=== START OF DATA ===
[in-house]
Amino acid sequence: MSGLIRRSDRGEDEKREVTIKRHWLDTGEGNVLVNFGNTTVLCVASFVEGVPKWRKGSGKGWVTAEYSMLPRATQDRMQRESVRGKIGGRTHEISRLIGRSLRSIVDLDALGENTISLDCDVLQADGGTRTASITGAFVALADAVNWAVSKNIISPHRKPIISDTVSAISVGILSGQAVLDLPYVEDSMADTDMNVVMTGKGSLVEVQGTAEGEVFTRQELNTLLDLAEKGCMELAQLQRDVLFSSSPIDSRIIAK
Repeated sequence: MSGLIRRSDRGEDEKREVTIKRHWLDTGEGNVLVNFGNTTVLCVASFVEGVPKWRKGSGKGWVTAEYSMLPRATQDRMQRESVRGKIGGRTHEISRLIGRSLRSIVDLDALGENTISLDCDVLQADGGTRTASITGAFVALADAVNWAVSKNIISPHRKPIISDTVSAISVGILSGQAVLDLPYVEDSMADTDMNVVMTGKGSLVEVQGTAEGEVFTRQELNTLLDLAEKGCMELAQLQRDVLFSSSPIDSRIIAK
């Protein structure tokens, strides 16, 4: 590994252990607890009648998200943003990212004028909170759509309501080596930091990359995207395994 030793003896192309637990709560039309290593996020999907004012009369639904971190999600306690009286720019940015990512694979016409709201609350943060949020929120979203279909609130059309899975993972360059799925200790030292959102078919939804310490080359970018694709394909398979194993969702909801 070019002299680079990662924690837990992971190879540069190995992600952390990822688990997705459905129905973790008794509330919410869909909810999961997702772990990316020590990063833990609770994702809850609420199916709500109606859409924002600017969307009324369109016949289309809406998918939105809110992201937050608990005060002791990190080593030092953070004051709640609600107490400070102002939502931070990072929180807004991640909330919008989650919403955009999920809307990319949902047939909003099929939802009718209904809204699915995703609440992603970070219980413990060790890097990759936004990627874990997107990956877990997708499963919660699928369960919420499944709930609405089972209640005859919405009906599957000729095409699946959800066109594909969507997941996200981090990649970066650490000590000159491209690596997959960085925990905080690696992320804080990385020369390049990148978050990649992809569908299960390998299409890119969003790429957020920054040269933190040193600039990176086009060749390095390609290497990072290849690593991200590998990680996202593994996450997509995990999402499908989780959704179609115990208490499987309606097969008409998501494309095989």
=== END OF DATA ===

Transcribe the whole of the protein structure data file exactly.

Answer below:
[in-house]
Amino acid sequence: MSGLIRRSDRGEDEKREVTIKRHWLDTGEGNVLVNFGNTTVLCVASFVEGVPKWRKGSGKGWVTAEYSMLPRATQDRMQRESVRGKIGGRTHEISRLIGRSLRSIVDLDALGENTISLDCDVLQADGGTRTASITGAFVALADAVNWAVSKNIISPHRKPIISDTVSAISVGILSGQAVLDLPYVEDSMADTDMNVVMTGKGSLVEVQGTAEGEVFTRQELNTLLDLAEKGCMELAQLQRDVLFSSSPIDSRIIAK
Repeated sequence: MSGLIRRSDRGEDEKREVTIKRHWLDTGEGNVLVNFGNTTVLCVASFVEGVPKWRKGSGKGWVTAEYSMLPRATQDRMQRESVRGKIGGRTHEISRLIGRSLRSIVDLDALGENTISLDCDVLQADGGTRTASITGAFVALADAVNWAVSKNIISPHRKPIISDTVSAISVGILSGQAVLDLPYVEDSMADTDMNVVMTGKGSLVEVQGTAEGEVFTRQELNTLLDLAEKGCMELAQLQRDVLFSSSPIDSRIIAK
């Protein structure tokens, strides 16, 4: 590994252990607890009648998200943003990212004028909170759509309501080596930091990359995207395994 030793003896192309637990709560039309290593996020999907004012009369639904971190999600306690009286720019940015990512694979016409709201609350943060949020929120979203279909609130059309899975993972360059799925200790030292959102078919939804310490080359970018694709394909398979194993969702909801 070019002299680079990662924690837990992971190879540069190995992600952390990822688990997705459905129905973790008794509330919410869909909810999961997702772990990316020590990063833990609770994702809850609420199916709500109606859409924002600017969307009324369109016949289309809406998918939105809110992201937050608990005060002791990190080593030092953070004051709640609600107490400070102002939502931070990072929180807004991640909330919008989650919403955009999920809307990319949902047939909003099929939802009718209904809204699915995703609440992603970070219980413990060790890097990759936004990627874990997107990956877990997708499963919660699928369960919420499944709930609405089972209640005859919405009906599957000729095409699946959800066109594909969507997941996200981090990649970066650490000590000159491209690596997959960085925990905080690696992320804080990385020369390049990148978050990649992809569908299960390998299409890119969003790429957020920054040269933190040193600039990176086009060749390095390609290497990072290849690593991200590998990680996202593994996450997509995990999402499908989780959704179609115990208490499987309606097969008409998501494309095989």